Friday, August 30, 2013


One last old-school work for the month, and I'm taking things out with yet another 1970s series.  This one, though, is very different from the others I've reviewed.  This time it's a horror series by a mangaka who is just as well respected as the others I've covered but is far less well-known or renowned.

THE DRIFTING CLASSROOM (Hyoryu Kyoshitsu), by Kazuo Umezu.  First published in 1972, and first published in North America in 2006.

One morning, Sho wakes up in a bad mood.  It's not his fault, though.  She didn't wake him up on time, plus she threw out all the treasures and things he had kept stashed in his drawer!  So like a brat, he trashes the breakfast table, yells at his mother, and basically acts like a wee little bastard.  That would probably be the most notable thing about his day, if this day were like any other.

That day, Sho's elementary school disappears in a loud explosion.  This sounds like the end of the story, but it is only the beginning, for the school did not truly explode.  Instead it was transported to an unknown dimension, a blank vast wasteland that kills those who venture out into it.  As the families left behind try to figure out what happened, those within the school - staff and student alike - begin to panic as they come to grips with the fact that they are trapped in a place with no way out and no way to communicate their plight to the world.

The best summary of the story would be to simply call it Mass Hysteria: The Manga!  At first this seems like it will solely be Sho's story, but once the school is teleported the story widens its focus to encompass some of the other fellow students and staff members around Sho.  The way people react to their situation, as unreal as it may be, is very realistic onto itself.  Some try to be proactive and try to leave or communicate with the world.  Some curl up into a gibbering mess.  Others give in to their basest instincts and lash out at others.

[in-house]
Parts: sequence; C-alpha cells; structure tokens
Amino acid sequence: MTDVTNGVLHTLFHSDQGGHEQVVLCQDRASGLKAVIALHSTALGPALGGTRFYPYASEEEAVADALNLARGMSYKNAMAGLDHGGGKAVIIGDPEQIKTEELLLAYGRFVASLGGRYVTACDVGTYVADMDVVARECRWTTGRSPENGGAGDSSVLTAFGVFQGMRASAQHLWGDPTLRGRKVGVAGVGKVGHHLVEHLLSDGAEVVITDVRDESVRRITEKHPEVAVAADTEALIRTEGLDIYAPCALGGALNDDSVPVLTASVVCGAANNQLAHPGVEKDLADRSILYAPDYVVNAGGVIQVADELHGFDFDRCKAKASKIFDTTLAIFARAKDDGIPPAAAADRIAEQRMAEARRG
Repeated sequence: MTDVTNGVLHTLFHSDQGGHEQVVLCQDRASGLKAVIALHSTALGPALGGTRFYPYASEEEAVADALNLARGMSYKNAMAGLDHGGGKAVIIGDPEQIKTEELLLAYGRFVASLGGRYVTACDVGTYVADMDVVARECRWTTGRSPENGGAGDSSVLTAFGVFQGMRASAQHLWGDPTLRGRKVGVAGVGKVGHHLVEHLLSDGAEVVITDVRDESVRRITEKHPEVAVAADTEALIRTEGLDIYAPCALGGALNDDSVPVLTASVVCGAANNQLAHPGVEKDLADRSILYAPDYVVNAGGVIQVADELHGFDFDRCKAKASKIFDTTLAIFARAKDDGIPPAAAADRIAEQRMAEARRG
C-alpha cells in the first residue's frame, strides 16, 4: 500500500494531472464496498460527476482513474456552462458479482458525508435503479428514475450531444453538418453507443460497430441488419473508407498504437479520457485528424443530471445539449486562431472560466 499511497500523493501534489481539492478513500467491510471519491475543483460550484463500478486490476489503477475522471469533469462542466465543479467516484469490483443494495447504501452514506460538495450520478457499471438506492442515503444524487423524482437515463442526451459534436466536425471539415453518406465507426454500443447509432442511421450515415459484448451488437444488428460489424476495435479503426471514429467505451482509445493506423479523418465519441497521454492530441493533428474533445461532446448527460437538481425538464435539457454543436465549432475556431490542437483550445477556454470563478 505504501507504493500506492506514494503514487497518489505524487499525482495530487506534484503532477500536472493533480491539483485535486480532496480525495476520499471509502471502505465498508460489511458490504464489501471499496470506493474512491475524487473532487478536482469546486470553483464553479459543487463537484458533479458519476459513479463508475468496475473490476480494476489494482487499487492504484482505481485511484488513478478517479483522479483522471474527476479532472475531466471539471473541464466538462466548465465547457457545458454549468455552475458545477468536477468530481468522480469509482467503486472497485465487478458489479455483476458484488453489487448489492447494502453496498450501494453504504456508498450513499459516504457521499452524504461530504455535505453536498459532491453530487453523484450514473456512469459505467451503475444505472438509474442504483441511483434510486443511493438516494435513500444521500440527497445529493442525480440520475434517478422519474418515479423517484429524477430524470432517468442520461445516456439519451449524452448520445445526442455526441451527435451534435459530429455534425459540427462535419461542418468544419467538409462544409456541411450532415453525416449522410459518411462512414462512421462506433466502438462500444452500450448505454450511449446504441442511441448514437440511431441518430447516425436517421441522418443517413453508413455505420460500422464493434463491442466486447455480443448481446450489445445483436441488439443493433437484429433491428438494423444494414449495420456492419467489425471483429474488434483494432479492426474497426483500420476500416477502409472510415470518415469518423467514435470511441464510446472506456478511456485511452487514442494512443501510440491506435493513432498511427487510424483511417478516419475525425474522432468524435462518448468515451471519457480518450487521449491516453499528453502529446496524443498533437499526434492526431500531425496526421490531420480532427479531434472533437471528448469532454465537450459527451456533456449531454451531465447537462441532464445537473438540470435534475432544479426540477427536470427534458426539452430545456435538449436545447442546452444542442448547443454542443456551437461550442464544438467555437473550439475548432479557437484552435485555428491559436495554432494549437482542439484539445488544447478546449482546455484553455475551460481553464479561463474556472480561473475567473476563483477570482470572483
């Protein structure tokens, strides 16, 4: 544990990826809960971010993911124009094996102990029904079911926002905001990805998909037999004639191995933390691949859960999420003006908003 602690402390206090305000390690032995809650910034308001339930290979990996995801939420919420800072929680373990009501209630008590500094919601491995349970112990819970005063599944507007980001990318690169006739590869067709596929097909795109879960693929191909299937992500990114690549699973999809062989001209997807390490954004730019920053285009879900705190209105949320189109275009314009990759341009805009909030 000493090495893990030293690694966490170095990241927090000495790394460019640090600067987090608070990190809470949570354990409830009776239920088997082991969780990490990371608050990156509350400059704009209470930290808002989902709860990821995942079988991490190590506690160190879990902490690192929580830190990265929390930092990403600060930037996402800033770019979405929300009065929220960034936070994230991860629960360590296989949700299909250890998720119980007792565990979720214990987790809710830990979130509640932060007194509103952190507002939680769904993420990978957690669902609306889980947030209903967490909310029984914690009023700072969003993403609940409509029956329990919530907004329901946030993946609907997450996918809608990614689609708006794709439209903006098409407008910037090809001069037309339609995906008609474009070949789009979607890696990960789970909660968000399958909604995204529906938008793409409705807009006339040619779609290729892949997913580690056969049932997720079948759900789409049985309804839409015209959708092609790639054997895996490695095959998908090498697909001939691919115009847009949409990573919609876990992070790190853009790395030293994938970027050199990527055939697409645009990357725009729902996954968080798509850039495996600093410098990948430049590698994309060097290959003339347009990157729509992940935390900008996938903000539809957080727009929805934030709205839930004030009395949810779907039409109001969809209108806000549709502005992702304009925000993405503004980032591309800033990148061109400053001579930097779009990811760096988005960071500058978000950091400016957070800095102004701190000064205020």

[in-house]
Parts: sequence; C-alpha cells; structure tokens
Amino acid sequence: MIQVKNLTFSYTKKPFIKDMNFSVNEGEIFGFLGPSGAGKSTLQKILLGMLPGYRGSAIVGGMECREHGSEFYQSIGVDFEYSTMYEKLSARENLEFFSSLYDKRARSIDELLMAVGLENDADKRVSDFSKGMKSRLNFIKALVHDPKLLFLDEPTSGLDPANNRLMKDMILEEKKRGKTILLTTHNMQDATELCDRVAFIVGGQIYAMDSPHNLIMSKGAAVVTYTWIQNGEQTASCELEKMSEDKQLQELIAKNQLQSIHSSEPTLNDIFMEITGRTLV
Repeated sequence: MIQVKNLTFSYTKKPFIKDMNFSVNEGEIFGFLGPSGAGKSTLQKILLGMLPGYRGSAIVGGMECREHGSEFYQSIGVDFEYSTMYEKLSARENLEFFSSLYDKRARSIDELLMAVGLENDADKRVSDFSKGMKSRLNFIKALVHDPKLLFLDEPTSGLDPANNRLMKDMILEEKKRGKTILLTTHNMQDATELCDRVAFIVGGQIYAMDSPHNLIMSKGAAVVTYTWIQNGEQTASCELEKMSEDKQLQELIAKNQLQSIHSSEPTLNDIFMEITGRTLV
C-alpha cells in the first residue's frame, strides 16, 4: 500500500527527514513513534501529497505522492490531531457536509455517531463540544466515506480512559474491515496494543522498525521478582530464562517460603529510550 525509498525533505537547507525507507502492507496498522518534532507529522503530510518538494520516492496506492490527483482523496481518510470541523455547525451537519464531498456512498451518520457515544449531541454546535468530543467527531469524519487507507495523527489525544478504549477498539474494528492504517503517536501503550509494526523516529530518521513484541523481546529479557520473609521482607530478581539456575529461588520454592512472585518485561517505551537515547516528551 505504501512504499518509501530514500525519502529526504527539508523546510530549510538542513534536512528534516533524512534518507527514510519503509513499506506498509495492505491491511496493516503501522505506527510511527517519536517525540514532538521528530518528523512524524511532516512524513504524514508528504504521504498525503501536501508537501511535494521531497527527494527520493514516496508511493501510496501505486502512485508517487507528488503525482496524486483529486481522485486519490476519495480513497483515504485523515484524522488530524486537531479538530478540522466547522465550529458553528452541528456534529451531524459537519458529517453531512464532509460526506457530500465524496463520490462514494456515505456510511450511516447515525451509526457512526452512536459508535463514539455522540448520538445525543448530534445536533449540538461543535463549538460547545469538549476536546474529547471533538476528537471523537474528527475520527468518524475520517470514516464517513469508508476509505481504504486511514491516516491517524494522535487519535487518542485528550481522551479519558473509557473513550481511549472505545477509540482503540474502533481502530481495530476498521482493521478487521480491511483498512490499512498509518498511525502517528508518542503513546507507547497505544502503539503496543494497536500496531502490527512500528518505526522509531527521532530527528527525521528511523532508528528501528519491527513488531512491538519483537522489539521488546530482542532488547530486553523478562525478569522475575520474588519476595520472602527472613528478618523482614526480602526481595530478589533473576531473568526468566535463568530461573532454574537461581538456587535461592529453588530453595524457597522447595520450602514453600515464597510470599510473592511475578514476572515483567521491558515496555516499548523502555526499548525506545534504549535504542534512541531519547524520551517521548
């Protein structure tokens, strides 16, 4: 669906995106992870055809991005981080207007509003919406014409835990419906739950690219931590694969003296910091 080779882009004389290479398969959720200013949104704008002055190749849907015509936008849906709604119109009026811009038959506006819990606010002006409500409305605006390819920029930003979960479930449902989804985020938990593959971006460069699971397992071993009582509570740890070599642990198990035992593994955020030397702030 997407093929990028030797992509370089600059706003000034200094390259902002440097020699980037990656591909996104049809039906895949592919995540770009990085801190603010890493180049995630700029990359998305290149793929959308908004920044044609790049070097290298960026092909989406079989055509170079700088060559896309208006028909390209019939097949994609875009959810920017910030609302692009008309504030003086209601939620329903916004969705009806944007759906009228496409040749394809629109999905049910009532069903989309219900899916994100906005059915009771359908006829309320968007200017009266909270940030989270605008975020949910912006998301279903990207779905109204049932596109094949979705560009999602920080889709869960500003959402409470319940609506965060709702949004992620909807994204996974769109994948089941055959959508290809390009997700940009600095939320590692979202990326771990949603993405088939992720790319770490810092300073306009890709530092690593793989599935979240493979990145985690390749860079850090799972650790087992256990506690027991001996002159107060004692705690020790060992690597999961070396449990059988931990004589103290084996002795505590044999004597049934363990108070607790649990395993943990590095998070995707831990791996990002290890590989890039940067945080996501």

This part takes up roughly the second half of the story, and it's so deadly serious in tone as to make the first half kind of ridiculous.  It doesn't help that I found Sho to be an insufferable little brat.  I didn't want to follow this kid's story, I wanted someone to smack him!  Still, he gets the lion's share of character development here, so I guess we the readers are stuck with him.  It is worth sticking it out, though, because once things get supernatural, they do get very good.  Unlike a lot of horror manga, the horror here doesn't come so much from the supernatural forces at work so much as it comes from the despair and horror of the human mind when faced with a disaster it could never imagine, never prepare for, and is seemingly hopeless to fight against.

I'm glad that the story is pretty solid because this has to be some of the ugliest artwork I've seen in a manga.  The faces are strangely realistic, but also very stiff and seemingly too small for the characters' heads.  It doesn't help that their reactions come in one of two variations: Realistic and Completely Over-the-Top Cartoony. The only that does seem to express itself are the characters' eyebrows.  It's particularly weird when characters cry, because it looks like their eyes are melting, which is horrific all on its own but not what the mangaka intended.  There's very little flow of action between panels, and the ones where characters run are the goofiest look things ever, stuck in a jaunty running pose like an action figure floating in the background. 

Indeed, the artwork as a whole is very dark and unshifting, regardless of mood.  The backgrounds are equally dark and detailed, full of hatching.  That's one of the few places where the darkness works, as it effectively matches the dark and foreboding mood of the work.  Sadly, it can't compensate for the stiffness and oddness of the characters within it, and it sometimes undercuts the seriousness and horror of the story.

There's a surprisingly thorough biography of Umezu, as well as a bibliography of his works.  It's nice that Viz chose to give the reader some context for the mangaka as well as this work.

The psychological horror in the story is fascinating, but it sadly can't compensate for the hideous, stiff artwork.

This series was released by Viz.  All 11 volumes were released and are in print.  This series is also available in full in e-book form via Viz Digital.

You can purchase this volume and many more like it through!

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